Date of Award


Publication Type

Master Thesis

Degree Name



Computer Science

First Advisor

Rueda, Luis,


Computer Science.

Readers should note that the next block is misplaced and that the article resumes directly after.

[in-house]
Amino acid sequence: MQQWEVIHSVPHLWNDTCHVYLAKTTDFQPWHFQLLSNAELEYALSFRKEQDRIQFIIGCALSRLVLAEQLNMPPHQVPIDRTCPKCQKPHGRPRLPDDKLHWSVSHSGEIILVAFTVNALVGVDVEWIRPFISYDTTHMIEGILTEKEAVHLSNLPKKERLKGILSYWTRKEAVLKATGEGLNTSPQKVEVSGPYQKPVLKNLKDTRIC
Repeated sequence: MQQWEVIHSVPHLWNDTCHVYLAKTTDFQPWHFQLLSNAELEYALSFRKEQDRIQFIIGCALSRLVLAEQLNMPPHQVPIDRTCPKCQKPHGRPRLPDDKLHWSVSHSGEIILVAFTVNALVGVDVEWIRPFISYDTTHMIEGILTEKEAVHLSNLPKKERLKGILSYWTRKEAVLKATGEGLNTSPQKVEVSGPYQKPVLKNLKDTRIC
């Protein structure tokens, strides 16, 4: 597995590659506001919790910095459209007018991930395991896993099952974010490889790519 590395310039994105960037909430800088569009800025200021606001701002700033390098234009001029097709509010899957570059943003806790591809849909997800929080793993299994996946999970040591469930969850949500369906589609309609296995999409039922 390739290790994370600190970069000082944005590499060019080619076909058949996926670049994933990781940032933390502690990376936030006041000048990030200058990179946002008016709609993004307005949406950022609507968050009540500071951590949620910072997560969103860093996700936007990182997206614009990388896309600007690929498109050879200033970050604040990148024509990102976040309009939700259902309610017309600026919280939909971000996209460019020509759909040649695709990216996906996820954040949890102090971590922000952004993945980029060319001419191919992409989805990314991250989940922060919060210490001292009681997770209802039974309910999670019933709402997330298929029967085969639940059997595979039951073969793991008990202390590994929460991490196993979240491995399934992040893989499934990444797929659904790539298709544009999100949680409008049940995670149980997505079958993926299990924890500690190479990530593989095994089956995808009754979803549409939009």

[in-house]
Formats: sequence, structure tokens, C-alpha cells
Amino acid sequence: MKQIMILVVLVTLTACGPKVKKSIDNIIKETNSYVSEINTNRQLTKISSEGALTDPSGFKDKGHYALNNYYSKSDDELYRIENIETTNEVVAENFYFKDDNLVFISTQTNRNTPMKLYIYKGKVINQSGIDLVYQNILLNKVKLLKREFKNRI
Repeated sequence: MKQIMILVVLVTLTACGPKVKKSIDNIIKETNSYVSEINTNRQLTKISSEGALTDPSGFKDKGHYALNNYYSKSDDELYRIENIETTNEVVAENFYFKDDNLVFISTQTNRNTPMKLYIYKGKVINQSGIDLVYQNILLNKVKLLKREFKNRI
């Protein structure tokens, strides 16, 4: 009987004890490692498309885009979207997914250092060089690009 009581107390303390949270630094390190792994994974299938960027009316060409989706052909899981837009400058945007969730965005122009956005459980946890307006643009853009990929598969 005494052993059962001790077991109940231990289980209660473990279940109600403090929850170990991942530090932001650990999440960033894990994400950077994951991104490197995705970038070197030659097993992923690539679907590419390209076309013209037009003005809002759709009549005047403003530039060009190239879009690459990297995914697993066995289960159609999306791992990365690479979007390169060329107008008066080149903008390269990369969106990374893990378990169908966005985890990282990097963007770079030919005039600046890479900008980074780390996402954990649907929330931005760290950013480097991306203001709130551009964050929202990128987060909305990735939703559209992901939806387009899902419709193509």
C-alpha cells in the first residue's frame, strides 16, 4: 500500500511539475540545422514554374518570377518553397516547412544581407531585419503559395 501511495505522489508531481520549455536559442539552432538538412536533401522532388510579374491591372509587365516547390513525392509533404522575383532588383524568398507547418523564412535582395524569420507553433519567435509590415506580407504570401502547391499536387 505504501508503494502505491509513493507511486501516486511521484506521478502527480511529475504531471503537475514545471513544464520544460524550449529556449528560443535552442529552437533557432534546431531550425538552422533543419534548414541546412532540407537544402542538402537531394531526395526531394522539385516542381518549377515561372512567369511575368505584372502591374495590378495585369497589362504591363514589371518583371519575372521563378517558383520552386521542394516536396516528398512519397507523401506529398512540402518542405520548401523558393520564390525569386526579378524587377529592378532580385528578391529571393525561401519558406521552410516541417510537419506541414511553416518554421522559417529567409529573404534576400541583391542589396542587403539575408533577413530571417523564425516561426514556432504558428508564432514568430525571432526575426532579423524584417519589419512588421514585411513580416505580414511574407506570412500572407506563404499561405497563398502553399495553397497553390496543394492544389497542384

Microarray (DNA chip) technology is having a significant impact on genomic studies. Many fields, including drug discovery and toxicological research, will certainly benefit from the use of DNA microarray technology. Microarray analysis is replacing traditional biological assays based on gels, filters and purification columns with small glass chips containing tens of thousands of DNA and protein sequences in agricultural and medical sciences. Microarray functions like biological microprocessors, enabling the rapid and quantitative analysis of gene expression patterns, patient genotypes, drug mechanisms and disease onset and progression on a genomic scale. Image analysis and statistical analysis are two important aspects of microarray technology. Gridding is necessary to accurately identify the location of each of the spots while extracting spot intensities from the microarray images and automating this procedure permits high-throughput analysis. Due to the deficiencies of the equipment that is used to print the arrays, rotations, misalignments, high contaminations with noise and artifacts, solving the grid segmentation problem in an automatic system is not trivial. The existing techniques to solve the automatic grid segmentation problem cover only limited aspect of this challenging problem and requires the user to specify or make assumptions about the spotsize, rows and columns in the grid and boundary conditions. An automatic gridding and spot quantification technique is proposed, which takes a matrix of pixels or a microarray image as input and makes no assumptions about the spotsize, rows and columns in the grid and is found to effective on datasets from GEO, Stanford genomic laboratories and on images obtained from private repositories. Paper copy at Leddy Library: Theses & Major Papers - Basement, West Bldg. / Call Number: Thesis2004 .V53. Source: Masters Abstracts International, Volume: 43-03, page: 0891. Adviser: Luis Rueda. Thesis (M.Sc.)--University of Windsor (Canada), 2004.